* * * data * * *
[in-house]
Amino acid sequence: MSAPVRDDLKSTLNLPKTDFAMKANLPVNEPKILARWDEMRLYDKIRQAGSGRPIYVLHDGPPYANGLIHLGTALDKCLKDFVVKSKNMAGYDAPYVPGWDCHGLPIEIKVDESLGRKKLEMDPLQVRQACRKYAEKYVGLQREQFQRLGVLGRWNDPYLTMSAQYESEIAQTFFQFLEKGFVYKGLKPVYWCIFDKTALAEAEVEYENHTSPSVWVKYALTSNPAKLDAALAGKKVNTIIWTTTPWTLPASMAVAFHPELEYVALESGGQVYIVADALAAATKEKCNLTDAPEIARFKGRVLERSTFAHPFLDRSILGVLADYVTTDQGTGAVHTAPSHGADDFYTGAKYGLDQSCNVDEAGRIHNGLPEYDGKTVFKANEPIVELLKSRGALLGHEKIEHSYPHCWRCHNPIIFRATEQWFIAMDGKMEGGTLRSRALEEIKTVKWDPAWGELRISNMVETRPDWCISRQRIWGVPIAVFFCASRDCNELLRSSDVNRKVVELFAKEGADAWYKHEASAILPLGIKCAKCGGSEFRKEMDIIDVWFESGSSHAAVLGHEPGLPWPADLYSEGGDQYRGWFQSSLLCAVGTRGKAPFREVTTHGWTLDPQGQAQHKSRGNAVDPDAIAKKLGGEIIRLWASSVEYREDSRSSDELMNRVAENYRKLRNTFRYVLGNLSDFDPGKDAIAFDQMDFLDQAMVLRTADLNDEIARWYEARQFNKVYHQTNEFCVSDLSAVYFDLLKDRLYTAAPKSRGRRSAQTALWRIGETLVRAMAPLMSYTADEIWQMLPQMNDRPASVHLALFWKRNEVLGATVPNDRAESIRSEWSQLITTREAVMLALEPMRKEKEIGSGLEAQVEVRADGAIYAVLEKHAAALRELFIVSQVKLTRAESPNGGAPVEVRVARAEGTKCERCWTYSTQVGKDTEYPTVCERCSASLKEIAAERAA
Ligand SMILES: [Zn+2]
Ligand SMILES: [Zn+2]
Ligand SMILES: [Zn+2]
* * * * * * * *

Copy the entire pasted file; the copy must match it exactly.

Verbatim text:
[in-house]
Amino acid sequence: MSAPVRDDLKSTLNLPKTDFAMKANLPVNEPKILARWDEMRLYDKIRQAGSGRPIYVLHDGPPYANGLIHLGTALDKCLKDFVVKSKNMAGYDAPYVPGWDCHGLPIEIKVDESLGRKKLEMDPLQVRQACRKYAEKYVGLQREQFQRLGVLGRWNDPYLTMSAQYESEIAQTFFQFLEKGFVYKGLKPVYWCIFDKTALAEAEVEYENHTSPSVWVKYALTSNPAKLDAALAGKKVNTIIWTTTPWTLPASMAVAFHPELEYVALESGGQVYIVADALAAATKEKCNLTDAPEIARFKGRVLERSTFAHPFLDRSILGVLADYVTTDQGTGAVHTAPSHGADDFYTGAKYGLDQSCNVDEAGRIHNGLPEYDGKTVFKANEPIVELLKSRGALLGHEKIEHSYPHCWRCHNPIIFRATEQWFIAMDGKMEGGTLRSRALEEIKTVKWDPAWGELRISNMVETRPDWCISRQRIWGVPIAVFFCASRDCNELLRSSDVNRKVVELFAKEGADAWYKHEASAILPLGIKCAKCGGSEFRKEMDIIDVWFESGSSHAAVLGHEPGLPWPADLYSEGGDQYRGWFQSSLLCAVGTRGKAPFREVTTHGWTLDPQGQAQHKSRGNAVDPDAIAKKLGGEIIRLWASSVEYREDSRSSDELMNRVAENYRKLRNTFRYVLGNLSDFDPGKDAIAFDQMDFLDQAMVLRTADLNDEIARWYEARQFNKVYHQTNEFCVSDLSAVYFDLLKDRLYTAAPKSRGRRSAQTALWRIGETLVRAMAPLMSYTADEIWQMLPQMNDRPASVHLALFWKRNEVLGATVPNDRAESIRSEWSQLITTREAVMLALEPMRKEKEIGSGLEAQVEVRADGAIYAVLEKHAAALRELFIVSQVKLTRAESPNGGAPVEVRVARAEGTKCERCWTYSTQVGKDTEYPTVCERCSASLKEIAAERAA
Ligand SMILES: [Zn+2]
Ligand SMILES: [Zn+2]
Ligand SMILES: [Zn+2]